Random Thoughts: Change, Primary Sources & Other Stuff

Posts Tagged ‘Lafayette Bunnell

4125498901_0952e601e1_bThe Carpenter Gothic Revival style Bunnell House captures the interest of people driving buy along the Mississippi River near Homer on US. Highway 61. The home’s simple, but yet ornate and unpainted board structure was constructed in the 1850’s by Willard Bunnell, one of Winona County’s first settlers. Bunnell made his money through development and the timber industry. The distinctive home is on the National Register of Historic Places “for having state-level significance in the themes of architecture, commerce, and exploration/settlement. ” The home was Minnesota’s first permanent white home south of St. Paul and Bunnell’s second home, his first being a log cabin he built after receiving permission from Chief Wapasha III to build a log cabin on the west bank of the Mississippi.

Lafayette Bunnel, Willard’s younger brother, also made the journey westward to the Minnesota Territory from Homer, New York. Lafayette’s life was filled with a variety of unique adventures that took eventually him far from southeast Minnesota. He was a soldier and doctor in the War with Mexico and later in the Civil War where he served with Minnesota’s Company K. During the Gold Rush era he traveled to California and joined Mariposa Battalion, the first non-Indians to enter Yosemite Valley. Bunnell is credited for naming the Valley. He later returned to the home where he wrote his account of discovering Yosemite; he died at the Bunnell home in 1903.  It was fun to find his account of the discovery in the Library of Congress Collections.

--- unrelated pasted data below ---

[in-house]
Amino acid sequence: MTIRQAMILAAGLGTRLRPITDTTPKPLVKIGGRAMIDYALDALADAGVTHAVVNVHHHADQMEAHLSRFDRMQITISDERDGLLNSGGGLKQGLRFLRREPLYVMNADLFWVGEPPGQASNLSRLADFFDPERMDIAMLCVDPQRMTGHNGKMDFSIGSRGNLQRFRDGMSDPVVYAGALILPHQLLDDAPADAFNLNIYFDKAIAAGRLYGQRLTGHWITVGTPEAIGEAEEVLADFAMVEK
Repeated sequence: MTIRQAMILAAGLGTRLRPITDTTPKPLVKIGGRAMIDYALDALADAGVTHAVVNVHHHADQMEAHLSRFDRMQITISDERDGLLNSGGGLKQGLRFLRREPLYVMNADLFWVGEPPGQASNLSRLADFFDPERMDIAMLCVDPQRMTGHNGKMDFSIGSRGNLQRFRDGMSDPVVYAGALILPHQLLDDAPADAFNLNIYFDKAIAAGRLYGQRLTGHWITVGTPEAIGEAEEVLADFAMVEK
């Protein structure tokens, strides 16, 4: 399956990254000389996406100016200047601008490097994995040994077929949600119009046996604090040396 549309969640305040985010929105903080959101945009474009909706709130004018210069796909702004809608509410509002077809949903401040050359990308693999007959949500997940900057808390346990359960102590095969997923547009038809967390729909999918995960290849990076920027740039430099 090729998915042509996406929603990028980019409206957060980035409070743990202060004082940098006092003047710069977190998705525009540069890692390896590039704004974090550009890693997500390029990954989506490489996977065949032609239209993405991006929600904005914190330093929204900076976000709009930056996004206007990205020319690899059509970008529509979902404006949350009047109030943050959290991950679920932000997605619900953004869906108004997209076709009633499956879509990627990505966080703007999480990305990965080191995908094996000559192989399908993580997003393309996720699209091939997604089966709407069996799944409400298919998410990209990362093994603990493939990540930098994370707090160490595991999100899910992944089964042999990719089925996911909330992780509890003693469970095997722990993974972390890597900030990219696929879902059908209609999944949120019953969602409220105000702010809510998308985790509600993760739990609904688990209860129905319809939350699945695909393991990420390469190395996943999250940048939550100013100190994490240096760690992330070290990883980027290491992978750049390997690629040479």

The home is now  property of the Winona County Historical Society. Lafayette’s life, as told through his memories, is the subject of an enjoyable, sometimes humorous, and very informative short play presented this summer in the historic home’s living/ dining room. The play is produced by the Historical Society and Theatre Du Mississippi.

 I had no idea that someone who lived within walking distance of my home had a role so significant in the establishment of our national parks!    What’s in your back yard?

Primary and Secondary Sources

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